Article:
Thursday 19 January 2023

International Kidney, Fallow Deer and Brer Beaver

A belated Happy New Year everyone, 

sorry it’s taken so long but to quote Jack Lennon: 

Strange Days indeed, most peculiar mama. 

First morning of the year found Madam, Moss and myself once again bumbling about on the common. Puddles aplenty and a triptych of egret. The Great, the Little and The Cattle. 

Not seen a Cattle Egret before. A stumpy cousin of the other two, and who knows what shakras, portents and runes have been invoked regarding prospects for the new year following it’s presence in the valley on the first day of the new year, but we press on regardless through the month all the same. 

By the way, the Silver Birch pictured above stood and struggled in the centre of the common for many years. A favourite perch of the many avian oddities that dropped in, it was sad to see that it had succumbed to the wind, although it never looked like it was having a happy time of it despite it's array of exotic visitors. 

Muntjac currently mass in this part of the valley and our small garden currently plays host to a substantial, if slovenly male who nibbles daintily at any green shoots presented. Down on the common we took in the resident heard of twenty fallow deer. 

Out bumbling in Harewood Forest, Child A/Maisie (status - married and a few months shy of thirty years old – how did that happen) took in a group of fifty or more fallow.  

While we’re on the age of children and fallow deer, we recently had cause to travel up to the smoke for Child B/ William’s twenty eighth birthday (once again, how did that happen) Recently accustomed to living high on the hog we were directed to a michelin starred gastro pub to provide a celebratory lunch, where the star of the show was fallow deer, possibly from Hampshire served several ways, the centre piece of which was a piece of fillet.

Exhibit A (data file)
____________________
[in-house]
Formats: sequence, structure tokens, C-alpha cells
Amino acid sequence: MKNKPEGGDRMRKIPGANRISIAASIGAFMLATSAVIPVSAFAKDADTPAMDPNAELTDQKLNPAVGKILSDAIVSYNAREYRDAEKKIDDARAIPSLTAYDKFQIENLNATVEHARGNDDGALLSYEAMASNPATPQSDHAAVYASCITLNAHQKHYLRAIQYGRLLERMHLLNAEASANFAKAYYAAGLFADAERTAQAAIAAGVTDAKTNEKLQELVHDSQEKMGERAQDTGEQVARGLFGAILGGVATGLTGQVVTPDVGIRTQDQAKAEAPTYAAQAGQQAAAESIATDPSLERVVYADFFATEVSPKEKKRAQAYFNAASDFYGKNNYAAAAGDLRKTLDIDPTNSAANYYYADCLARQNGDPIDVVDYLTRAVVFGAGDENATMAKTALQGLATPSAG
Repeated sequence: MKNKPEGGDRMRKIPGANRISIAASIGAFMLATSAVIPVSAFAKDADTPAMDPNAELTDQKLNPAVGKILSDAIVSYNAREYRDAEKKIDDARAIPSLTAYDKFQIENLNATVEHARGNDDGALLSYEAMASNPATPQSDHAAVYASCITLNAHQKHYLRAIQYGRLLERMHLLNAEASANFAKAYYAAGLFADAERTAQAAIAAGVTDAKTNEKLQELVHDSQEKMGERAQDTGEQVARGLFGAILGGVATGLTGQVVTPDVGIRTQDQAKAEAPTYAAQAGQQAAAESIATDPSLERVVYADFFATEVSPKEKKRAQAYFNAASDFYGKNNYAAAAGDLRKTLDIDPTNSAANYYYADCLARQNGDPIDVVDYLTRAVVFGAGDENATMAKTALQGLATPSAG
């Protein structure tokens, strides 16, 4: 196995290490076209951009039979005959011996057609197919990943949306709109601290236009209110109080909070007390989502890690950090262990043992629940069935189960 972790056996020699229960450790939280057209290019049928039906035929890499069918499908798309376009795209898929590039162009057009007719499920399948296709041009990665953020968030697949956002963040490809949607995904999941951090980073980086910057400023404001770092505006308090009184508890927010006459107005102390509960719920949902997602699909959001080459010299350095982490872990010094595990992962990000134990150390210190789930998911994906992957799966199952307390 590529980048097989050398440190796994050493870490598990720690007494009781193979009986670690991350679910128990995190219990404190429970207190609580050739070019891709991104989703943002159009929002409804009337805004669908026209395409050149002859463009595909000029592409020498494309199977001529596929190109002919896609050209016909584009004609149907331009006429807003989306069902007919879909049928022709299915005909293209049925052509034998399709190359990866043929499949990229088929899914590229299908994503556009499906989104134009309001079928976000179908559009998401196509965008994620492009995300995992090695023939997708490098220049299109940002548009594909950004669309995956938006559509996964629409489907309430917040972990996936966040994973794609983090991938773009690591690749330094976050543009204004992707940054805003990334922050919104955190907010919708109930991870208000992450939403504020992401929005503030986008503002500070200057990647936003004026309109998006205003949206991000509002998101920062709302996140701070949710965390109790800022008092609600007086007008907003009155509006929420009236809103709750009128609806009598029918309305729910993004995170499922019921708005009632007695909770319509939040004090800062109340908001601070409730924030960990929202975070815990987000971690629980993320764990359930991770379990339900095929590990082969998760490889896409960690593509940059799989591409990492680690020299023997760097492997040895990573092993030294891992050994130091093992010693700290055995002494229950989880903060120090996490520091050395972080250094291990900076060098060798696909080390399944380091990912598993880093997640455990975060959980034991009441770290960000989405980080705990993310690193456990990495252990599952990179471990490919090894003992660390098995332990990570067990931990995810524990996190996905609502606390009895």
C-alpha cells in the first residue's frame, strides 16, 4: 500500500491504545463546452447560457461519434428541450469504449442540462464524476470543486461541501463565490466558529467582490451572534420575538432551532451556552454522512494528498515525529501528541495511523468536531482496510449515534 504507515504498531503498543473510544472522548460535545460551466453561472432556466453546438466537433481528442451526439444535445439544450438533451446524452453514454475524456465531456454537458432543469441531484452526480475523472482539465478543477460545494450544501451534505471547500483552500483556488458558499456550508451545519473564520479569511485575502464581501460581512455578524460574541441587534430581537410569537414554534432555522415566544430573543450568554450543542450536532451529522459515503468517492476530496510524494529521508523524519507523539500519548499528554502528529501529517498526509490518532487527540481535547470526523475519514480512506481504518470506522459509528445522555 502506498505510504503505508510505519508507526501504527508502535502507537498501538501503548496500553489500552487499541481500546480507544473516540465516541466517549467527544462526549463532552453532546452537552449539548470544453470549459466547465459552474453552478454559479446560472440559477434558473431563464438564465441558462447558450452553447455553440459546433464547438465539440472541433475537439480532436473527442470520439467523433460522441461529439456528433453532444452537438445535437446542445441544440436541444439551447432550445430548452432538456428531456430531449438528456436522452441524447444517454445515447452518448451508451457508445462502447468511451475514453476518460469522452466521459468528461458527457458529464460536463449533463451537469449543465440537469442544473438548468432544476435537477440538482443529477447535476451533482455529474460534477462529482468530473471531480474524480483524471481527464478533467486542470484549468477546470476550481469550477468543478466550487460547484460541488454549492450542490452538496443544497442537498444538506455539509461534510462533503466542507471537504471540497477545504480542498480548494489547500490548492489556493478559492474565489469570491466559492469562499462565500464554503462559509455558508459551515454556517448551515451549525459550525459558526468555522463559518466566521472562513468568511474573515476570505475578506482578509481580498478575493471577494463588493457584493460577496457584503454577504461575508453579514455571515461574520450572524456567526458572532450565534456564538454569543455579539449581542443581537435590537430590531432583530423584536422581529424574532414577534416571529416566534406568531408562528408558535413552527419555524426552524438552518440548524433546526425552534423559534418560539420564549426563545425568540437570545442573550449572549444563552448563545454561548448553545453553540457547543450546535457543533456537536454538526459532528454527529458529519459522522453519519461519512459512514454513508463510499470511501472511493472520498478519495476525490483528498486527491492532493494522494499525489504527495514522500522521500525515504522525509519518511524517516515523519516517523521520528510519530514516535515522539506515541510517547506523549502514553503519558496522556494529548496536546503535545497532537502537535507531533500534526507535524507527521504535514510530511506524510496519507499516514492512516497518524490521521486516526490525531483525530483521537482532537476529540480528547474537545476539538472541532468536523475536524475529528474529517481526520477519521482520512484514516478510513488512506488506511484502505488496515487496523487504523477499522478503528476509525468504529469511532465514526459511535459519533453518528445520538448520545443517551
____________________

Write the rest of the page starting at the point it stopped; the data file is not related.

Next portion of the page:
Anyway, enough social stuff, 

and that really is the sum of my social movements this past few weeks. 

There are days when the only communication I have is with Madam and Moss, Like Lord Ludg I’ve taken to popping into shops with little intention of making a purchase only to converse lightly with poorly paid orderlies on matters of the day. 

The river, yes the river. 

Well rain has done a lot of good. 

Not an exceptional amount as some would have us believe, but it is good to see spring ditches flowing and a bunch of big puddles in the field known across the ages as “Spring Bottom” 

There’s still no water on the football pitch and no flow down the road yet. 

If the new series of Dancing on Ice take the show out on tour I’d like to offer my allotment as a possible venue. It’s a serious frost pocket and digital equipment hanging from shed recorded several nights of minus ten degrees prior to the festive season. If anyone has a reliable source of International Kidney seed potatoes, don’t be a stranger, can’t find any anywhere and they seem to do quite well here as a first early. 

With all the rain I’ve held back on shifting silt as the river is doing a perfectly good job on it’s own. Most work has centred around planet chainsaw with several trees of all denominations cashing in their chips. The latest a couple of lanky Aspen that fell across the track at the bottom of the Andyke. 

News Just In: